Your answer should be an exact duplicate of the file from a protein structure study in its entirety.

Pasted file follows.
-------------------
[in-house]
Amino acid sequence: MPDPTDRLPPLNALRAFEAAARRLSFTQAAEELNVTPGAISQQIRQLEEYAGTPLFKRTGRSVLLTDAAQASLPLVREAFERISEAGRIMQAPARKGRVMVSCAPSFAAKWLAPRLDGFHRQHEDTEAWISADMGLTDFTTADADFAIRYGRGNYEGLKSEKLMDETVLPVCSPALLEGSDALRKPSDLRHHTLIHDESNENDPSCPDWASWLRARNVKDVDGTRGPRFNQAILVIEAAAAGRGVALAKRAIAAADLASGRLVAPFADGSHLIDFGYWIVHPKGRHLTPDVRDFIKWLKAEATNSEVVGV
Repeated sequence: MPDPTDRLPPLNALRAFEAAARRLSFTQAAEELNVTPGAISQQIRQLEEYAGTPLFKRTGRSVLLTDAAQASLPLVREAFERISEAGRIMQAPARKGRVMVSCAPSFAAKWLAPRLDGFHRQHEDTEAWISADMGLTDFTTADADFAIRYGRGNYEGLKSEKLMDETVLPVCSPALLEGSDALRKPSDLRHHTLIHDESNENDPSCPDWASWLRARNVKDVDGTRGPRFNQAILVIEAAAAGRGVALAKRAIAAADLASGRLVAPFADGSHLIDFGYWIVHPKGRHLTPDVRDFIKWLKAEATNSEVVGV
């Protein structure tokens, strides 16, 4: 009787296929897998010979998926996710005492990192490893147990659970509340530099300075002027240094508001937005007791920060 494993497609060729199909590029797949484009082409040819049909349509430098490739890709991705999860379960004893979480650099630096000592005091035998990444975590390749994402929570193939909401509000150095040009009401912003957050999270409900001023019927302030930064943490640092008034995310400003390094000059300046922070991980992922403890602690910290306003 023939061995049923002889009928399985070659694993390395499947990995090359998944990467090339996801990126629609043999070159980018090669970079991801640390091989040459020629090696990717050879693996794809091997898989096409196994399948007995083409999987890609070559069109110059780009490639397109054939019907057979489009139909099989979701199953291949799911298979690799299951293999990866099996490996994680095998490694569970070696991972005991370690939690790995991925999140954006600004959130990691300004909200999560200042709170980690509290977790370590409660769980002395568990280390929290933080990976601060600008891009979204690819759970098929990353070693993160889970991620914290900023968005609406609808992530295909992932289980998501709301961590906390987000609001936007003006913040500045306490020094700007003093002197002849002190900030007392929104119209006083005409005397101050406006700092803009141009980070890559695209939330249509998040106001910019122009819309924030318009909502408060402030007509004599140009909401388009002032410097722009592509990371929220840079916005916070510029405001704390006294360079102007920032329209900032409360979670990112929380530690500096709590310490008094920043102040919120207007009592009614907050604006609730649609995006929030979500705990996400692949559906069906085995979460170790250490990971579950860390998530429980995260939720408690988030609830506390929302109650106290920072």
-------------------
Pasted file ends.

[in-house]
Amino acid sequence: MPDPTDRLPPLNALRAFEAAARRLSFTQAAEELNVTPGAISQQIRQLEEYAGTPLFKRTGRSVLLTDAAQASLPLVREAFERISEAGRIMQAPARKGRVMVSCAPSFAAKWLAPRLDGFHRQHEDTEAWISADMGLTDFTTADADFAIRYGRGNYEGLKSEKLMDETVLPVCSPALLEGSDALRKPSDLRHHTLIHDESNENDPSCPDWASWLRARNVKDVDGTRGPRFNQAILVIEAAAAGRGVALAKRAIAAADLASGRLVAPFADGSHLIDFGYWIVHPKGRHLTPDVRDFIKWLKAEATNSEVVGV
Repeated sequence: MPDPTDRLPPLNALRAFEAAARRLSFTQAAEELNVTPGAISQQIRQLEEYAGTPLFKRTGRSVLLTDAAQASLPLVREAFERISEAGRIMQAPARKGRVMVSCAPSFAAKWLAPRLDGFHRQHEDTEAWISADMGLTDFTTADADFAIRYGRGNYEGLKSEKLMDETVLPVCSPALLEGSDALRKPSDLRHHTLIHDESNENDPSCPDWASWLRARNVKDVDGTRGPRFNQAILVIEAAAAGRGVALAKRAIAAADLASGRLVAPFADGSHLIDFGYWIVHPKGRHLTPDVRDFIKWLKAEATNSEVVGV
């Protein structure tokens, strides 16, 4: 009787296929897998010979998926996710005492990192490893147990659970509340530099300075002027240094508001937005007791920060 494993497609060729199909590029797949484009082409040819049909349509430098490739890709991705999860379960004893979480650099630096000592005091035998990444975590390749994402929570193939909401509000150095040009009401912003957050999270409900001023019927302030930064943490640092008034995310400003390094000059300046922070991980992922403890602690910290306003 023939061995049923002889009928399985070659694993390395499947990995090359998944990467090339996801990126629609043999070159980018090669970079991801640390091989040459020629090696990717050879693996794809091997898989096409196994399948007995083409999987890609070559069109110059780009490639397109054939019907057979489009139909099989979701199953291949799911298979690799299951293999990866099996490996994680095998490694569970070696991972005991370690939690790995991925999140954006600004959130990691300004909200999560200042709170980690509290977790370590409660769980002395568990280390929290933080990976601060600008891009979204690819759970098929990353070693993160889970991620914290900023968005609406609808992530295909992932289980998501709301961590906390987000609001936007003006913040500045306490020094700007003093002197002849002190900030007392929104119209006083005409005397101050406006700092803009141009980070890559695209939330249509998040106001910019122009819309924030318009909502408060402030007509004599140009909401388009002032410097722009592509990371929220840079916005916070510029405001704390006294360079102007920032329209900032409360979670990112929380530690500096709590310490008094920043102040919120207007009592009614907050604006609730649609995006929030979500705990996400692949559906069906085995979460170790250490990971579950860390998530429980995260939720408690988030609830506390929302109650106290920072």